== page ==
I'll take a page from fellow blogger Chris Low out east in the SEC and take some time to recognize the elder statesmen of the Big 12. We'll tackle the North right now and the South a bit later today.
There's plenty of talented underclassmen across the Big 12 -- 10 members of the All-Big 12 first team carry the designation -- but every program needs solid seniors on the field and in the locker room.
With the exception of junior college transfers, these are players who gave everything they had to a program for four and five years. As such, here's a salute to guys who meant a lot to their teams this year:
Nate Solder, LT, Colorado: Solder spent his first two years in Boulder as a tight end, but he'll leave as an All-American left tackle, an Outland Trophy finalist and the team's MVP for 2010. If you've gotten to read much about him, talk to him or caught any of his interviews during the College Football Awards last week, you'd see why his personality could serve as a calm for the young Buffaloes dealing with Dan Hawkins' exit in the middle of the season. Also, he's enormous. That will make him plenty of money very soon.
Austen Arnaud, QB, Iowa State: Arnaud had to deal with three different coaches in his five years at Iowa State, but helped get the Cyclones to a bowl in 2009 and get the program's first-ever win against Texas this season. A three-year starter, Arnaud holds plenty of school records as a passer. His career met a sad end with a knee injury against Colorado, but his letter to fans after the injury was only further evidence of how much the program meant to him. The feeling is mutual from everyone else, and even the university president was moved to commend Arnaud after his injury ended his senior year.
Jake Laptad, DE, Kansas: The Jayhawks suffered a rough season, but Laptad was one of its bright spots. He finished with 4.5 sacks, leading Kansas' defense for a second consecutive year, as well as 8.5 tackles for loss. He earned the teams only non-special teams All-Big 12 nod, and will finish his career with 21 sacks, never amassing fewer than three in any season, including his freshman year. Not many players can say that.
Daniel Thomas, RB, Kansas State: Thomas walked into the Big 12 last year and led it in rushing, and only got better in 2010. He took the roundabout route to FBS football, but coach Bill Snyder has commended Thomas for committing himself to academics to get to Kansas State, and as a result, he's been the team's workhorse for two seasons. He's racked up 523 carries, 2,760 yards and 27 touchdowns in two years as a Wildcat. Where would Kansas State be without him these past two seasons? I'm not sure anyone in Manhattan wants to know the answer to that question.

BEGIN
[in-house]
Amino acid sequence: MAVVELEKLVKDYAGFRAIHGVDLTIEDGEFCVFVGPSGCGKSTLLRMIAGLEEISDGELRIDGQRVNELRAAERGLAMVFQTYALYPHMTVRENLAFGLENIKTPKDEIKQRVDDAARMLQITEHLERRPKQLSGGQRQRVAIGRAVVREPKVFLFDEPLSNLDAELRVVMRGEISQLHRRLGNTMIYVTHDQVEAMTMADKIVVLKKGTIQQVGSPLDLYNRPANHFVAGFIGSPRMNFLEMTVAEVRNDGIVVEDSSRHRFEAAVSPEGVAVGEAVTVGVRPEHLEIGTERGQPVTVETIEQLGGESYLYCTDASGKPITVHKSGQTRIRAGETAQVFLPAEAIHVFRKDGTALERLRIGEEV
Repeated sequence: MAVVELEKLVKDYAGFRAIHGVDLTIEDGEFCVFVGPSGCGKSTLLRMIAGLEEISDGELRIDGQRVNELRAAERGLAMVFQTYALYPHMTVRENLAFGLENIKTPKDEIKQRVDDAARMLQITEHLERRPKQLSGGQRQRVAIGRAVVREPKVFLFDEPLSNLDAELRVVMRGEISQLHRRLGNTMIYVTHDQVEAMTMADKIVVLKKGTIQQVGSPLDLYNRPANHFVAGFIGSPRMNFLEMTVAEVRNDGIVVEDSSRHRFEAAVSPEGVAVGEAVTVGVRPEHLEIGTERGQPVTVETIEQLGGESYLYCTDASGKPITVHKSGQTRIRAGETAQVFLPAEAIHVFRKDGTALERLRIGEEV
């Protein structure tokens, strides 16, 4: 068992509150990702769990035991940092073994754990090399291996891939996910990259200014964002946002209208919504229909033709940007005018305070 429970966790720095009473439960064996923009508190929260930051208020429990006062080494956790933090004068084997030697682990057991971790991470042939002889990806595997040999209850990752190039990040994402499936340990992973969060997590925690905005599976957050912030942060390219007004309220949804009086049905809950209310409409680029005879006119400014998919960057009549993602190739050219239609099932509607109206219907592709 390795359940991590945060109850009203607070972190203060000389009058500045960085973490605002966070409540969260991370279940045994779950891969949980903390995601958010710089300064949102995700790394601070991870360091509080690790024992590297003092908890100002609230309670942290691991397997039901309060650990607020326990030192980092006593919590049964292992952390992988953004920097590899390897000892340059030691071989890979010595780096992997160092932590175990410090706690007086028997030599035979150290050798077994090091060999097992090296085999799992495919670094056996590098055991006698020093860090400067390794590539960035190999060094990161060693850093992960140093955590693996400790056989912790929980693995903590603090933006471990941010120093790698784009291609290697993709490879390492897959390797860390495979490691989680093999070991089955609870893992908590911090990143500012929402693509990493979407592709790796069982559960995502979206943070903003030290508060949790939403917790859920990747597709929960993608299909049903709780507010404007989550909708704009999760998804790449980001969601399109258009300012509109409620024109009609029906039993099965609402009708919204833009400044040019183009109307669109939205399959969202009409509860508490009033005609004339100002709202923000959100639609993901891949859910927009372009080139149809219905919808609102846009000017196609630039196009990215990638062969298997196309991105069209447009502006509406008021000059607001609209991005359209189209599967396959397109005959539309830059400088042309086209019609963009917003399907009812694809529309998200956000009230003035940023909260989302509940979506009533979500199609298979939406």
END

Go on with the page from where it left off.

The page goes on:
Kevin Rutland, CB, Missouri: When Sean Weatherspoon left Missouri's program, it was left searching for a leader on defense. It didn't need to look for long. Rutland emerged both on and off the field this spring and was one of the big reasons, along with fellow corner Carl Gettis, that the secondary, once the biggest weakness of Missouri's defense, became one of its strengths in 2010. Missouri intercepted eight passes in 2009. Only Kansas had fewer in the Big 12. The Tigers picked off 16 this year. Only Oklahoma and Nebraska were better. Rutland was one of five Tigers with a pair of picks.
Roy Helu Jr., RB, Nebraska: Helu's quiet confidence carried the Huskers all season while Taylor Martinez and a dominant secondary soaked up all the headlines. This senior saved his biggest day for Nebraska's most important, rumbling for 307 yards and three touchdowns in what ended up being every bit the Big 12 North Championship it was advertised. Helu was the difference that day and has made a difference since arriving in Lincoln in 2007. Put it this way: The world would be a better place if there were more Roy Helu's running around.